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“Here We Go Again:” This Judge Blocked Another Mississippi Abortion Ban and He's Tired

Judge Carlton Reeves previously blocked Mississippi's 15-week ban.

A U.S. district judge temporarily blocked a Mississippi law that would ban abortions as early as six weeks into pregnancy Friday evening, after the only abortion clinic left in Mississippi sued to stop the law from going into effect.

And in his sarcastic, searing opinion, Judge Carlton Reeves makes it clear that he’s fed up with the Mississippi legislature’s attempts to restrict access to abortion.


“Here we go again,” Reeves wrote in his opinion’s very first line. “Mississippi has passed another law banning abortions prior to viability.”

Late last year, Reeves struck down another Mississippi law that sought to ban abortion after 15 weeks of pregnancy. In his Friday opinion, Reeves pointed out that the Supreme Court has repeatedly held that a woman has a right to get an abortion prior to fetal viability — which generally occurs at 24 weeks.

“If a fetus is not viable at 15 weeks LMP, it is not viable at six weeks LMP,” Reeves wrote, referring to “last menstrual period,” a common method of dating a pregnancy’s age. And given the fact that Mississippi tried to pass this six-week ban anyway, Reeves said he felt compelled to observe something else.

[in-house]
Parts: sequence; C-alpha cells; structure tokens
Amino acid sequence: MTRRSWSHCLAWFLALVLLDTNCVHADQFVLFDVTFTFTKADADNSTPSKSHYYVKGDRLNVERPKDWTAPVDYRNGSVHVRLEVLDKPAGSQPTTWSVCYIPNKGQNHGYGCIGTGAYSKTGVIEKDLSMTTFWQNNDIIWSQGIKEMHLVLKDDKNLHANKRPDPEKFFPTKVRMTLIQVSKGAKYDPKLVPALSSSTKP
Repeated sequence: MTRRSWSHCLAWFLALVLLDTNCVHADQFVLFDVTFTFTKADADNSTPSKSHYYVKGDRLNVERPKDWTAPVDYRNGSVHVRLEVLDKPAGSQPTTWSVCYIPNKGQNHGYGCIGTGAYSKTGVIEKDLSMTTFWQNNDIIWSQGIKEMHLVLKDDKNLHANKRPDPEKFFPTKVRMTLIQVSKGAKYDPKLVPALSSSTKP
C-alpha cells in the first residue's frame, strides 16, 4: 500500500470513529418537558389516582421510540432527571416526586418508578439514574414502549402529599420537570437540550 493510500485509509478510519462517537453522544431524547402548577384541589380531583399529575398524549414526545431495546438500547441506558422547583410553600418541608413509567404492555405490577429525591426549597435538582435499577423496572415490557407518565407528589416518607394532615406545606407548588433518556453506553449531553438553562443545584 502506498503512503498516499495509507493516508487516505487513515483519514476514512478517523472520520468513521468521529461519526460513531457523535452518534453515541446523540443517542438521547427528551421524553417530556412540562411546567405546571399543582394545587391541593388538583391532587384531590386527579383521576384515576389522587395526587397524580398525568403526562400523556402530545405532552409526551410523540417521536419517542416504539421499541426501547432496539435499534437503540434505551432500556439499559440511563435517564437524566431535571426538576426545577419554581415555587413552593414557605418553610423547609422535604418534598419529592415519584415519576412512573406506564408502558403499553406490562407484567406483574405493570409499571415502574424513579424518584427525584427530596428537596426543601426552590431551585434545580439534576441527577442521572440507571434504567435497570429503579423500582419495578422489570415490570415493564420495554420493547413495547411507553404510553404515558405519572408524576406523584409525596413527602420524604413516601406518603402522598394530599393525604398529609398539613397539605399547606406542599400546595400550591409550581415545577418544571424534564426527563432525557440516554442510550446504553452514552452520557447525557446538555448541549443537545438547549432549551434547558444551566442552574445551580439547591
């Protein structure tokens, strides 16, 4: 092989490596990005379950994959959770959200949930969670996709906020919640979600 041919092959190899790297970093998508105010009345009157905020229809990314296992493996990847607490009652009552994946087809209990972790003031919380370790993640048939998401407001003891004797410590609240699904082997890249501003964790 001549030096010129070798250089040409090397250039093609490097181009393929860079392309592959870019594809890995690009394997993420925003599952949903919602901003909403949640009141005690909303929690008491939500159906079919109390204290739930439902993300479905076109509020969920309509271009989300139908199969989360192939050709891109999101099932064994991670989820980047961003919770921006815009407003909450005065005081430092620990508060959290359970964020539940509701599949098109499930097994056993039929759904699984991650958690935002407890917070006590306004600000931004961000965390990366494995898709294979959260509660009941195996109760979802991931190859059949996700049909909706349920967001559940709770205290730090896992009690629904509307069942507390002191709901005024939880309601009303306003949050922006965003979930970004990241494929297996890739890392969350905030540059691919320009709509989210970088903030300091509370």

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““If there is no medical evidence to prove that a fetus is viable at 15 weeks LMP or at six weeks LMP,” he wrote, “then a fetus is not viable between zero and five weeks LMP.”

Reeves’ temporary stay on the six-week ban is scheduled to remain in place while litigation over the ban continues.

Mississippi isn’t the only state to pass a so-called “heartbeat” bill this year. Kentucky, Ohio, and Georgia have also passed laws that would ban abortion at six weeks of pregnancy; Missouri’s governor signed into law Friday a bill that would ban it at eight weeks. Last week, Alabama passed a law that would ban almost all abortions, except when the pregnancy posed a “serious health risk” to the mother.

None of these laws are currently in effect, thanks in part to court challenges.

Cover: The Mississippi State Capitol dome is visible in the distance as the flag of the state of Mississippi flies nearby in Jackson, MS on January 10, 2019. (Photo by Brandon Dill for The Washington Post via Getty Images)